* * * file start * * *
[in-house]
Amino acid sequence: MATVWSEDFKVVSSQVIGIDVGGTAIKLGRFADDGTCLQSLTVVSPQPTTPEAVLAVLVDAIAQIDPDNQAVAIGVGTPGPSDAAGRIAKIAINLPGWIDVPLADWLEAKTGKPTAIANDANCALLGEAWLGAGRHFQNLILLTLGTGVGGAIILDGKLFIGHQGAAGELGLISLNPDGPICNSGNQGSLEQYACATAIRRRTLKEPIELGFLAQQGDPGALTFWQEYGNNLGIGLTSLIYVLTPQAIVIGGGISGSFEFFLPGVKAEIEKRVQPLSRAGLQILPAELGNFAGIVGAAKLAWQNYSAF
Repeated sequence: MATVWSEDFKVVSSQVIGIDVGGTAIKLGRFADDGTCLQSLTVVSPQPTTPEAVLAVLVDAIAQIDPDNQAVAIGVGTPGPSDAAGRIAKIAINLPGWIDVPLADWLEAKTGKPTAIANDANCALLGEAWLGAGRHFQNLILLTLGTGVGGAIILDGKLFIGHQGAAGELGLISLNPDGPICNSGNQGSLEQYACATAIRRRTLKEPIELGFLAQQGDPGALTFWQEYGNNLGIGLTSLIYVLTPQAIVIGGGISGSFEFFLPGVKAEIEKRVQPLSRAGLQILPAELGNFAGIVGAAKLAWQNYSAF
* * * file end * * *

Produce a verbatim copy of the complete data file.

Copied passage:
[in-house]
Amino acid sequence: MATVWSEDFKVVSSQVIGIDVGGTAIKLGRFADDGTCLQSLTVVSPQPTTPEAVLAVLVDAIAQIDPDNQAVAIGVGTPGPSDAAGRIAKIAINLPGWIDVPLADWLEAKTGKPTAIANDANCALLGEAWLGAGRHFQNLILLTLGTGVGGAIILDGKLFIGHQGAAGELGLISLNPDGPICNSGNQGSLEQYACATAIRRRTLKEPIELGFLAQQGDPGALTFWQEYGNNLGIGLTSLIYVLTPQAIVIGGGISGSFEFFLPGVKAEIEKRVQPLSRAGLQILPAELGNFAGIVGAAKLAWQNYSAF
Repeated sequence: MATVWSEDFKVVSSQVIGIDVGGTAIKLGRFADDGTCLQSLTVVSPQPTTPEAVLAVLVDAIAQIDPDNQAVAIGVGTPGPSDAAGRIAKIAINLPGWIDVPLADWLEAKTGKPTAIANDANCALLGEAWLGAGRHFQNLILLTLGTGVGGAIILDGKLFIGHQGAAGELGLISLNPDGPICNSGNQGSLEQYACATAIRRRTLKEPIELGFLAQQGDPGALTFWQEYGNNLGIGLTSLIYVLTPQAIVIGGGISGSFEFFLPGVKAEIEKRVQPLSRAGLQILPAELGNFAGIVGAAKLAWQNYSAF